Located on Highway 12, the Highway of Legends Scenic Byway, just south of US 160 La Veta is a small town that is an anchor for the ranching community and is home to a thriving arts community and the last surviving original adobe fort in Colorado, Francisco Fort.
The Great Dikes of the Spanish Peaks—large, vertical granite formations that radiate outward from the Spanish Peaks—surround La Veta. Numerous walking and biking trails in La Veta showcase the town’s scenery, which is unique to this pocket of Colorado.
La Veta was founded in 1862 by Colonel John Francisco and Henry Daigre. Initially called Francisco Plaza, the two men chose a beautiful level piece of ground in a wide sweeping bend of the Cucharas river. The Colonel took one look at his new property and announced, "This is paradise enough for me."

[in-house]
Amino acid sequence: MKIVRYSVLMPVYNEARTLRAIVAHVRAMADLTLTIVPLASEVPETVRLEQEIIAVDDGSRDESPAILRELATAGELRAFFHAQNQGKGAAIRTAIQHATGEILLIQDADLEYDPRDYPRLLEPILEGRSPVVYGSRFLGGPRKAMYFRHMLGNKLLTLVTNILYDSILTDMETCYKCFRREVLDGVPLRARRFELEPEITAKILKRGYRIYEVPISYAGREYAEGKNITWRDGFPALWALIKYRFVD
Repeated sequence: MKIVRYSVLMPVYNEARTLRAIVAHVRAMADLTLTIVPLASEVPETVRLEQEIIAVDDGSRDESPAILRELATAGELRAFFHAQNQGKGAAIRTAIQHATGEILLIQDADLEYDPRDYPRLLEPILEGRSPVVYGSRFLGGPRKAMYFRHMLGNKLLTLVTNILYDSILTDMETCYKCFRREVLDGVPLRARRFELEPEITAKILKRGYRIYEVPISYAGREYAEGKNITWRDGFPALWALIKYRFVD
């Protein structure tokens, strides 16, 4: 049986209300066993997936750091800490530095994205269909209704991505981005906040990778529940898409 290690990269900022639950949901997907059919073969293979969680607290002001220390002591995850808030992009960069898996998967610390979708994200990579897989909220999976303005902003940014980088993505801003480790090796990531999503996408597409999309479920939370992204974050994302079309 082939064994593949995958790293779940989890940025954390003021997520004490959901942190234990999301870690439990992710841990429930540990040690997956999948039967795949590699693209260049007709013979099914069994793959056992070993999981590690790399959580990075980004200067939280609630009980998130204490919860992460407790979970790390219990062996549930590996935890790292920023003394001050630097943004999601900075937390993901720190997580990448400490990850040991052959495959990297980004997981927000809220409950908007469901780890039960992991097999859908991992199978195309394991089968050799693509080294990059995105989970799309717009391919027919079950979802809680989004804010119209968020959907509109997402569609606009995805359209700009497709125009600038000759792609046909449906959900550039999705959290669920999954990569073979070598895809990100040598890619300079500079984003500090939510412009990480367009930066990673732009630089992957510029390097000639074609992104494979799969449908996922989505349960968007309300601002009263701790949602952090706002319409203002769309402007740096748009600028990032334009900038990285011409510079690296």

Col. Francisco secured 1,700 acres upon which he agreed to erect a fort, which was to protect people in the area from Indians, although the nearest neighbor was some 20 miles away. Within a few years they were raising bumper crops on a thousand acres, and both had become wealthy. They sold lots to whoever wanted one and the settlement grew.
Former territorial Governor A.C. Hunt of the Denver & Rio Grande rode into the Plaza in 1876, scouting a path for a railroad. Hunt walked out the train route, and then platted the town. Hunt laid out the town and sold town lots for a railroad terminal at La Veta Pass in 1876.